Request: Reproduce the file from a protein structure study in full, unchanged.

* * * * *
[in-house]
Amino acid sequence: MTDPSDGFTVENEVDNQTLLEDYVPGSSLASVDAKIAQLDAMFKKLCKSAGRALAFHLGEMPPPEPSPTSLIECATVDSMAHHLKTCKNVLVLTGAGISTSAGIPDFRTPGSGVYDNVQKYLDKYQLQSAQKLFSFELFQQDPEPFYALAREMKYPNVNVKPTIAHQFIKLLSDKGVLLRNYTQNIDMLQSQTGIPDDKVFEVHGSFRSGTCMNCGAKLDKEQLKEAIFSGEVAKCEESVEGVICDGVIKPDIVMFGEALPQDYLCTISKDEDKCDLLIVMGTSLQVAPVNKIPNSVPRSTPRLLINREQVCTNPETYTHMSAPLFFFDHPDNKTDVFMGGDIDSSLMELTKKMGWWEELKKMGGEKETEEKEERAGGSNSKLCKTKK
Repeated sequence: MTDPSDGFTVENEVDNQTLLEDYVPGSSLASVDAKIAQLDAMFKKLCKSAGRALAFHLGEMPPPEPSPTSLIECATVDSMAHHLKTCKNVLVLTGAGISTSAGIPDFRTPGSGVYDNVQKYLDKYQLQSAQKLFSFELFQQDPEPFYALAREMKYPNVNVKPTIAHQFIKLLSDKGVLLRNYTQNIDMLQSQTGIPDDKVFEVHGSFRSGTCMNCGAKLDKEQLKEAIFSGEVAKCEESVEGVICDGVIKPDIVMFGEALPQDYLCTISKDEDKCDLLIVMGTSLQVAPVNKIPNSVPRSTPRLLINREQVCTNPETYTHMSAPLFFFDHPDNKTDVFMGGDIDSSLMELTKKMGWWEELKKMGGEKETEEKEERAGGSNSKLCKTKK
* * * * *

[in-house]
Amino acid sequence: MTDPSDGFTVENEVDNQTLLEDYVPGSSLASVDAKIAQLDAMFKKLCKSAGRALAFHLGEMPPPEPSPTSLIECATVDSMAHHLKTCKNVLVLTGAGISTSAGIPDFRTPGSGVYDNVQKYLDKYQLQSAQKLFSFELFQQDPEPFYALAREMKYPNVNVKPTIAHQFIKLLSDKGVLLRNYTQNIDMLQSQTGIPDDKVFEVHGSFRSGTCMNCGAKLDKEQLKEAIFSGEVAKCEESVEGVICDGVIKPDIVMFGEALPQDYLCTISKDEDKCDLLIVMGTSLQVAPVNKIPNSVPRSTPRLLINREQVCTNPETYTHMSAPLFFFDHPDNKTDVFMGGDIDSSLMELTKKMGWWEELKKMGGEKETEEKEERAGGSNSKLCKTKK
Repeated sequence: MTDPSDGFTVENEVDNQTLLEDYVPGSSLASVDAKIAQLDAMFKKLCKSAGRALAFHLGEMPPPEPSPTSLIECATVDSMAHHLKTCKNVLVLTGAGISTSAGIPDFRTPGSGVYDNVQKYLDKYQLQSAQKLFSFELFQQDPEPFYALAREMKYPNVNVKPTIAHQFIKLLSDKGVLLRNYTQNIDMLQSQTGIPDDKVFEVHGSFRSGTCMNCGAKLDKEQLKEAIFSGEVAKCEESVEGVICDGVIKPDIVMFGEALPQDYLCTISKDEDKCDLLIVMGTSLQVAPVNKIPNSVPRSTPRLLINREQVCTNPETYTHMSAPLFFFDHPDNKTDVFMGGDIDSSLMELTKKMGWWEELKKMGGEKETEEKEERAGGSNSKLCKTKK